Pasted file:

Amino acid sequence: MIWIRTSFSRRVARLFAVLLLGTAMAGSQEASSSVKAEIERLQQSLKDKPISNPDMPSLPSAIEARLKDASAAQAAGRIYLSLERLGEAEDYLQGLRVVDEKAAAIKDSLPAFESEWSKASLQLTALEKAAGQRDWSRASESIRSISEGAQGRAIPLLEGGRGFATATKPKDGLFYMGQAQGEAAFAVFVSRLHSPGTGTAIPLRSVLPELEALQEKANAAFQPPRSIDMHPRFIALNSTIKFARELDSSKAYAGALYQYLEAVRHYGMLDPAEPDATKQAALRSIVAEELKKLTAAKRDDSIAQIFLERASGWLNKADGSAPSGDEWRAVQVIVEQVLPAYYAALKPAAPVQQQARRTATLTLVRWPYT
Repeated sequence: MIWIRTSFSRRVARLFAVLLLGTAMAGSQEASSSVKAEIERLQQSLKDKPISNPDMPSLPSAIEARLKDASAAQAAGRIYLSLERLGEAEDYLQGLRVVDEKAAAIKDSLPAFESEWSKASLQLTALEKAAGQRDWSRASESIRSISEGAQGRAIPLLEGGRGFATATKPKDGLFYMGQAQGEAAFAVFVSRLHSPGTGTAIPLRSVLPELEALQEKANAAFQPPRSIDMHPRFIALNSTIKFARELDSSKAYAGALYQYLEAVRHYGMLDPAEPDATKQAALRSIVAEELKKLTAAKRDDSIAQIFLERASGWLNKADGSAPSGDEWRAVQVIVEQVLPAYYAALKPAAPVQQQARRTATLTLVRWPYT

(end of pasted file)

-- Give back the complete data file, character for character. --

Amino acid sequence: MIWIRTSFSRRVARLFAVLLLGTAMAGSQEASSSVKAEIERLQQSLKDKPISNPDMPSLPSAIEARLKDASAAQAAGRIYLSLERLGEAEDYLQGLRVVDEKAAAIKDSLPAFESEWSKASLQLTALEKAAGQRDWSRASESIRSISEGAQGRAIPLLEGGRGFATATKPKDGLFYMGQAQGEAAFAVFVSRLHSPGTGTAIPLRSVLPELEALQEKANAAFQPPRSIDMHPRFIALNSTIKFARELDSSKAYAGALYQYLEAVRHYGMLDPAEPDATKQAALRSIVAEELKKLTAAKRDDSIAQIFLERASGWLNKADGSAPSGDEWRAVQVIVEQVLPAYYAALKPAAPVQQQARRTATLTLVRWPYT
Repeated sequence: MIWIRTSFSRRVARLFAVLLLGTAMAGSQEASSSVKAEIERLQQSLKDKPISNPDMPSLPSAIEARLKDASAAQAAGRIYLSLERLGEAEDYLQGLRVVDEKAAAIKDSLPAFESEWSKASLQLTALEKAAGQRDWSRASESIRSISEGAQGRAIPLLEGGRGFATATKPKDGLFYMGQAQGEAAFAVFVSRLHSPGTGTAIPLRSVLPELEALQEKANAAFQPPRSIDMHPRFIALNSTIKFARELDSSKAYAGALYQYLEAVRHYGMLDPAEPDATKQAALRSIVAEELKKLTAAKRDDSIAQIFLERASGWLNKADGSAPSGDEWRAVQVIVEQVLPAYYAALKPAAPVQQQARRTATLTLVRWPYT